Hewlett Packard (HP) Faces $120 Million in Potential Losses Due to its Complicity in Israel’s Violations of Palestinian Human Rights
June 13, 2018
Hewlett Packard (HP) faces over $120 million in potential losses since India’s largest student federation passed a resolution to support the BDS movement and to boycott Hewlett Packard (HP) companies over their well-documented complicity in Israel’s grave violations of Palestinian human rights.
Apoorva Gautam, the India-based South Asia coordinator for the Palestinian BDS National Committee, which leads and supports the global Boycott, Divestment and Sanctions movement for Palestinian rights, explained:
The Students Federation of India (SFI) is more than 4 million members strong, and on June 9, they joined the global campaign to boycott HP. This means that Hewlett Packard companies now risk losing over 4 million potential clients in India because of their complicity in Israel’s gross violations of Palestinian human rights.
Given that the cheapest HP laptop in India costs about $300, this means that HP may be losing a potential student market of over $120 million. This is enormously significant.
What Palestinians and Indian students are showing is that companies seeking to profit from Israel’s military occupation and discriminatory regime face growing popular opposition and risk a serious hit to both their reputations and pocket-books.
HP has provided technology and services that support Israel’s military occupation and racial discrimination policies, including its devastating siege suffocating nearly 2 million Palestinians in Gaza, and illegal settlements built on stolen Palestinian land.
Today, HP-branded companies provide the Israeli government with the servers that house its notorious population registry, a key component in the apparatus of apartheid. Records also indicate that HP-branded companies are still responsible for selling computers to the Israeli military. As such, HP products and services enable racial segregation and denial of basic rights.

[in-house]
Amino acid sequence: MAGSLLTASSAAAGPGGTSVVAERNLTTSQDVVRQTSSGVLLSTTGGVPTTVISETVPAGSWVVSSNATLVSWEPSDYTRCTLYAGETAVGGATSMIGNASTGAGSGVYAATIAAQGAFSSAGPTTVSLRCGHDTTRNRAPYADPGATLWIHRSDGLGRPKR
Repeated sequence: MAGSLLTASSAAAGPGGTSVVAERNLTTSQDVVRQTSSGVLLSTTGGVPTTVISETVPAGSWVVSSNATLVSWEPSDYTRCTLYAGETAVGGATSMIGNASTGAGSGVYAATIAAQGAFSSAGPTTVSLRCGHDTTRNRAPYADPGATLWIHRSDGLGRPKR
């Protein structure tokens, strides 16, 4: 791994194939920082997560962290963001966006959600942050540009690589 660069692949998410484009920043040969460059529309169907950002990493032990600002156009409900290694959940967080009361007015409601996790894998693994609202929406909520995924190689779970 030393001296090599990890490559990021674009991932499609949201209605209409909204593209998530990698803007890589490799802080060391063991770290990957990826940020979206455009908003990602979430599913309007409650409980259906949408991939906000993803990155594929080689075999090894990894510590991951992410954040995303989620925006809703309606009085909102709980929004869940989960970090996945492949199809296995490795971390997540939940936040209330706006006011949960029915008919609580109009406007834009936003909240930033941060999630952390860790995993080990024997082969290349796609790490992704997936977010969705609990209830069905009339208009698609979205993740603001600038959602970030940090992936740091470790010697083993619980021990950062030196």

In its resolution to boycott HP, the Students Federation of India (SFI) condemned Israel’s recent violence against unarmed Palestinian protesters in Gaza, where Israel killed at least 121 Palestinians and injured more than 13,000 in just the last two months. It also criticised the current right-wing government in India for its “close security and military ties with Israel” and for having become “the largest arms buyer from Israel.”
Vikram Singh, the federation’s General Secretary, promised that the campaign to boycott HP in India would grow:
Our federation will spread the BDS movement and the HP boycott campaign in college and university campuses across India. We will work to convince university administrations to adopt procurement policies that prohibit doing business with HP companies until they prove that they are no longer complicit in Israel’s egregious violations of Palestinian human rights. Until then, this boycott will continue and will grow even stronger.
Abdulrahman Abunahel, a Gaza-based community organiser and coordinator for the Palestinian BDS National Committee (BNC) welcomed the resolution:
Palestinian students and youth movements deeply appreciate the solidarity expressed by our counterparts in the Students Federation of India. As a young Palestinian in Gaza, I know first hand how difficult it is to study, and to simply live, under decades of Israel’s brutal military rule and devastating siege. And I’m heartened by this important gesture of support from India, which reaffirms that where governments fail, people have the the power to act and make a difference.
In the past few years, US church denominations such as the US Presbyterian Church and the United Church of Christ have divested from HP. Friends Fiduciary Corporation, the socially responsible investment firm serving over three hundred Quaker institutions in the United States, divested from HP in 2012. Most recently, the Dublin City Council joined the BDS movement and called for ending ties with HP because of the company’s complicity in Israeli apartheid.
First published in BDS.
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